Simpson Marine Search Yachts
12th April 2015

Six knots all yacht charterers should know!

winchIf you are doing a yacht charter in Thailand or anywhere else in the world come to that, then there are certain knots that all sailors should know! On your yacht charter in Thailand, you may have a skipper on board with your for the duration of your holiday, but he may well ask you to perform a few simple tasks, such as throwing a line ashore or tying on some fenders, in which case you may learn some of these essential knots during your sailing holiday with us. The following five knots are invaluable knots to all sailors and will stand you in good stead on your yacht charter in Thailand.

Knots in general!

On a yacht, the general rule is that once a piece of rope is brought onboard and has a job to do, then it becomes a line! There are many knots used on these different lines and they can be either a knot, where there tends to be a tie at the end of the line, for example, the bowline. Or when two lines are tied together they are known as a “bend’, as more often than not the names of this type of knot have a “bend’ in their name, such as ‘sheet bend’. Or a line can be secured to something else, like a cleat or a stanchion post, then it is known as a ‘hitch’ as in ‘Clove hitch’.


On your yacht charter in Thailand, you will most definitely be using the Bowline knot, which is probably the most well known and most useful knot to the sailing world. It is used to form a fixed loop at the end of a line which will not run or slip and hence is very secure. The most useful thing about  bowline knot is that is very easy to untie, regardless of how tight the knot may have become. Often this knot is remembered by the useful old rhyme about the rabbit coming up through the rabbit hole, around the back of the tree trunk, and back down the rabbit hole!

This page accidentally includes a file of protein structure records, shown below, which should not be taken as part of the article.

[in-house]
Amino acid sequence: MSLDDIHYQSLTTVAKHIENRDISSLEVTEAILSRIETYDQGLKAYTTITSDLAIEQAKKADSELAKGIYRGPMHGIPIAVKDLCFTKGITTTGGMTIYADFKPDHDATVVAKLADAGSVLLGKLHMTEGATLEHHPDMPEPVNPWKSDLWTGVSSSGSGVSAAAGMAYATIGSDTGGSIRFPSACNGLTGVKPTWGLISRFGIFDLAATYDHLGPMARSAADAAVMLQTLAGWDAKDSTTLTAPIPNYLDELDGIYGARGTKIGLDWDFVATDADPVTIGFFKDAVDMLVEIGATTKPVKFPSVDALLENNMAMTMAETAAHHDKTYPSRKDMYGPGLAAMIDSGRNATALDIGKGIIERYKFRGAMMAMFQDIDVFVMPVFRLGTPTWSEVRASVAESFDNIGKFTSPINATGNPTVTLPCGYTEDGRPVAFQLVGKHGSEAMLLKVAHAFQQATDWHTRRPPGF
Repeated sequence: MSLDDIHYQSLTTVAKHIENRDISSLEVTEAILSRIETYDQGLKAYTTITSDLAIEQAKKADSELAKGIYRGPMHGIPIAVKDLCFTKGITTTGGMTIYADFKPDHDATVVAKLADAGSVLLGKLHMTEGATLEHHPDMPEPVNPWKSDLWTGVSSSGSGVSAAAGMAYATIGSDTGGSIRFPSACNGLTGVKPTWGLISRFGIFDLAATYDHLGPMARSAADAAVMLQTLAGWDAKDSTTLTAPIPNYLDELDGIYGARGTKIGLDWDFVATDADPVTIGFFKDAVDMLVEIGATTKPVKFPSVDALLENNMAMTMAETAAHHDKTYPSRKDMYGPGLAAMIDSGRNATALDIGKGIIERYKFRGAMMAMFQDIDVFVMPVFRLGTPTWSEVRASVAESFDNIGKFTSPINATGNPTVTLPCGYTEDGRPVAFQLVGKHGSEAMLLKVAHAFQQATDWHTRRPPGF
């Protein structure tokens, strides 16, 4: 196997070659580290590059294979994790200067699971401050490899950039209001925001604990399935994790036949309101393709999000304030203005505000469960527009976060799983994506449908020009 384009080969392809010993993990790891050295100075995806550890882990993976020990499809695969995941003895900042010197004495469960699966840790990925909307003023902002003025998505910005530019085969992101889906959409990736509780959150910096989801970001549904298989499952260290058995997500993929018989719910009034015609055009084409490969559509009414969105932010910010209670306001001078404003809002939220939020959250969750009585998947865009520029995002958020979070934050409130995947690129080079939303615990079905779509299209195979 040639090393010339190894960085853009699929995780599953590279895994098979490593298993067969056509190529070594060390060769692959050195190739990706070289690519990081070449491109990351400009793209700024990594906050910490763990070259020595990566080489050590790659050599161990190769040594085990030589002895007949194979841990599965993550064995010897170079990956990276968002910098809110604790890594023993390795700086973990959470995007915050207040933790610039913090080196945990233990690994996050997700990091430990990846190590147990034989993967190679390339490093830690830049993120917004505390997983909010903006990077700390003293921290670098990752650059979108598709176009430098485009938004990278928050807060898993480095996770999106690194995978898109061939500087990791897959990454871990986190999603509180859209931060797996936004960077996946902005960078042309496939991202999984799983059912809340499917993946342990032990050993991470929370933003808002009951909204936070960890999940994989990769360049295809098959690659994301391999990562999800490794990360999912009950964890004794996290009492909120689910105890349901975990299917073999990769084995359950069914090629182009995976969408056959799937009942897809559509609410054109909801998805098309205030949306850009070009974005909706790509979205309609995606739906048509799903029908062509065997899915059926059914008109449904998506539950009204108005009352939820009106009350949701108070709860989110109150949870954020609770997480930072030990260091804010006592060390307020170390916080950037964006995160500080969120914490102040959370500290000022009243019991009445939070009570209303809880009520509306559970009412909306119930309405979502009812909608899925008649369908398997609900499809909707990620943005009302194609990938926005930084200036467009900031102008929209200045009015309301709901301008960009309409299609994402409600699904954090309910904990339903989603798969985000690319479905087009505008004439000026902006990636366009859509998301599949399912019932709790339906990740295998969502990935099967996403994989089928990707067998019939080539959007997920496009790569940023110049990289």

Figure of 8 knot

This knot is very useful on a yacht charter and to all sailors, as it is an essential stopper knot. It is great for not binding up no matter how much strain is put on it.  It is generally used most commonly to stop a line from running through a cleat or block.

Square Knot (known also as the Reef Knot)

This is a very well know knot to almost anyone sailor or not! It was so called the reef knot when it was used many years ago in tall ship sailing, when it was used to ‘reef’ the sail in.

It is a very quick and easy to tie know when time is of the essence, and safety is not critical, as it is an easy not to come undo.

Clove Hitch

This knot or hitch is a crucial yacht for sailors to know on a yacht charter – it is primarily used for temporarily tying things up such as on poles or stanchions – like tying the fenders on if you coming into a jetty between moored boats. It can also be adjusted at any time to make the fenders hang lower or higher for example if you misjudged the height they needed.  It is also a great quick way of securing yourself quickly to a piling, but it is not the most secure as it can work itself free as the boat moves around. In those instances a Round Turn and Two Half-Hitches is a more secure way of tying a mooring line to a post or ring.

Sheet Bend

This knot comes into it’s own when you need to tie two lines of different widths together securely.

Cleat Hitch

All over the deck of your charter yacht in Thailand, you will find cleats of all sizes for all different roles. You use them to tie your yacht to a dock, and to tie your dinghy to your yacht whilst you are sailing. If you are leaving your yacht to explore ashore then you will want to ensure that your dock lines are securely fastened to a cleat using a cleat hitch. It is easy to tie and easy to release under strain too.

It is never too late to learn knots, and if you are lucky enough to have be on holiday on a yacht charter in Thailand soon, then remind yourself of these knots and get practising!

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